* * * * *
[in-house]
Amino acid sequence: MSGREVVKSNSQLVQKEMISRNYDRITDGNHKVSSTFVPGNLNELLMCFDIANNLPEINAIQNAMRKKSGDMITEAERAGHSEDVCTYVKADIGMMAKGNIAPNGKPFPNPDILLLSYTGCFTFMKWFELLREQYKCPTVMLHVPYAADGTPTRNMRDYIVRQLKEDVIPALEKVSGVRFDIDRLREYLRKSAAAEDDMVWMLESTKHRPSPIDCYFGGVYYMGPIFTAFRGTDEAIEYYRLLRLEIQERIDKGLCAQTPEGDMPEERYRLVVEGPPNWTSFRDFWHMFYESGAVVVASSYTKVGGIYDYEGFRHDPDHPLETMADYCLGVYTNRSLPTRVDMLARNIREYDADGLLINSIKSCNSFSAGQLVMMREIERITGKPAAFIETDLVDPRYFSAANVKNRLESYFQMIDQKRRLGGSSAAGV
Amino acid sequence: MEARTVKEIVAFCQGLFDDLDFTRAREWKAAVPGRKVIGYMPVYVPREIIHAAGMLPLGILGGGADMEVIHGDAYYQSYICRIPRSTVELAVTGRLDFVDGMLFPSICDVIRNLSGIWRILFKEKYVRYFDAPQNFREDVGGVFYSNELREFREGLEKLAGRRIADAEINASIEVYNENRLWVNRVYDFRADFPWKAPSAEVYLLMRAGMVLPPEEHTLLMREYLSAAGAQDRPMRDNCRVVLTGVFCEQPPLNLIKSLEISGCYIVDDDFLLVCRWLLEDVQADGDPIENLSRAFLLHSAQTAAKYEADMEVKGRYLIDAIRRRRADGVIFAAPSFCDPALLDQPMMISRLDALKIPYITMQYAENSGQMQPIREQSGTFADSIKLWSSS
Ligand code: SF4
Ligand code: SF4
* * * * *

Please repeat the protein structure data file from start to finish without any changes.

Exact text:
[in-house]
Amino acid sequence: MSGREVVKSNSQLVQKEMISRNYDRITDGNHKVSSTFVPGNLNELLMCFDIANNLPEINAIQNAMRKKSGDMITEAERAGHSEDVCTYVKADIGMMAKGNIAPNGKPFPNPDILLLSYTGCFTFMKWFELLREQYKCPTVMLHVPYAADGTPTRNMRDYIVRQLKEDVIPALEKVSGVRFDIDRLREYLRKSAAAEDDMVWMLESTKHRPSPIDCYFGGVYYMGPIFTAFRGTDEAIEYYRLLRLEIQERIDKGLCAQTPEGDMPEERYRLVVEGPPNWTSFRDFWHMFYESGAVVVASSYTKVGGIYDYEGFRHDPDHPLETMADYCLGVYTNRSLPTRVDMLARNIREYDADGLLINSIKSCNSFSAGQLVMMREIERITGKPAAFIETDLVDPRYFSAANVKNRLESYFQMIDQKRRLGGSSAAGV
Amino acid sequence: MEARTVKEIVAFCQGLFDDLDFTRAREWKAAVPGRKVIGYMPVYVPREIIHAAGMLPLGILGGGADMEVIHGDAYYQSYICRIPRSTVELAVTGRLDFVDGMLFPSICDVIRNLSGIWRILFKEKYVRYFDAPQNFREDVGGVFYSNELREFREGLEKLAGRRIADAEINASIEVYNENRLWVNRVYDFRADFPWKAPSAEVYLLMRAGMVLPPEEHTLLMREYLSAAGAQDRPMRDNCRVVLTGVFCEQPPLNLIKSLEISGCYIVDDDFLLVCRWLLEDVQADGDPIENLSRAFLLHSAQTAAKYEADMEVKGRYLIDAIRRRRADGVIFAAPSFCDPALLDQPMMISRLDALKIPYITMQYAENSGQMQPIREQSGTFADSIKLWSSS
Ligand code: SF4
Ligand code: SF4